- Parent volunteer Danielle Storey makes sure kindergartners Gabriel Hrycyk, pointing, and Audrina Coronado are picked up by their parents after school
- Kindergartners gather around parent volunteer Danielle Storey before she takes them to be picked up by their parents
Almost a Teacher, Now She Helps Them Allby Charles Honey
Danielle Storey leads a line of bundled-up kindergartners through the halls of Central Elementary School, to an exit where parents wait by their cars to pick them up. She makes eye contact with or waves to every parent to ensure each child is safely on the way home – an important duty in a school of 580 students.
It’s about 3:30 on a snowy afternoon. She’ll be back here for a 5:30 p.m. yoga class she helped start, then off at 7:30 p.m. for her older daughter’s hockey game.
You’ll see her every Thursday here at Central, where daughter Taylor is a fifth-grader, and other weekdays helping out at Kenowa Middle School, where Madison is in seventh.
Powered by Parents is a series highlighting the parents, grandparents and other family members who give their time in schools to help students and teachers do their best.
This on top of her full-time job as a graphic designer and her duties as co-president of the Central PTO, along with Michele Dykstra. She was recently appointed to fill a vacancy on the Kenowa Hills Board of Education, and also serves on the Central School Improvement Committee and Kenowa Hills Education Foundation.
Sure, it’s a busy day that for her starts around 5 a.m. But Storey genuinely enjoys volunteering, especially here at Central, which she attended when it was a middle school.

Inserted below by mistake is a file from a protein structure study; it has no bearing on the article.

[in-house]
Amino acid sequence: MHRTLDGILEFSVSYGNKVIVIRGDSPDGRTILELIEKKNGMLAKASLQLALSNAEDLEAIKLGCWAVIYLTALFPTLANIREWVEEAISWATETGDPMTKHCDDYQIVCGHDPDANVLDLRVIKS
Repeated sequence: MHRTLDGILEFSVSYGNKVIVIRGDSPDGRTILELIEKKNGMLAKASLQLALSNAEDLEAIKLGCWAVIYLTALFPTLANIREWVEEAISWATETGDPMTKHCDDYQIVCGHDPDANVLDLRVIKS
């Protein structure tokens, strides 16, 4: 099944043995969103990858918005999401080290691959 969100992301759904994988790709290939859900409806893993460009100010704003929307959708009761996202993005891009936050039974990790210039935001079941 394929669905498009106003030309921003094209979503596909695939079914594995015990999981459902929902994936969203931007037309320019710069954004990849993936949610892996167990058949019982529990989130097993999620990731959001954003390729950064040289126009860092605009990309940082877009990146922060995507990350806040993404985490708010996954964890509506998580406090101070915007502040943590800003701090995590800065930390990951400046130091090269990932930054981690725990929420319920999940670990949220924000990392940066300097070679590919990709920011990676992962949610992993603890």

“I like being in these buildings,” Storey says. “I liked school. I thought at one time about being a teacher, but this is good enough. Watching how hard those teachers work motivates me and inspires me to want to do more. It needs to be a community effort.”
She does plenty to help Central’s teachers, from PTO meetings and Facebook postings to organizing fundraisers, including one with Biggby Coffee that runs until Christmas. Principal Cherie Horner says Storey helps recruit other parents to take on school projects, and does everything from tutoring to cleaning up.
“Anytime I say I need a volunteer for something, she’s like ‘I can do that,’” Horner marvels. “She truly wants a school (where) all the kids get the same opportunity her child does.”
Being an active school parent is hard work, Storey says, but is worth it “just to make our kids’ educational experience a little better.”
Besides, interacting with chatty students brings rewards, she says after seeing off the kindergartners: “You can’t leave here without a smile on your face.”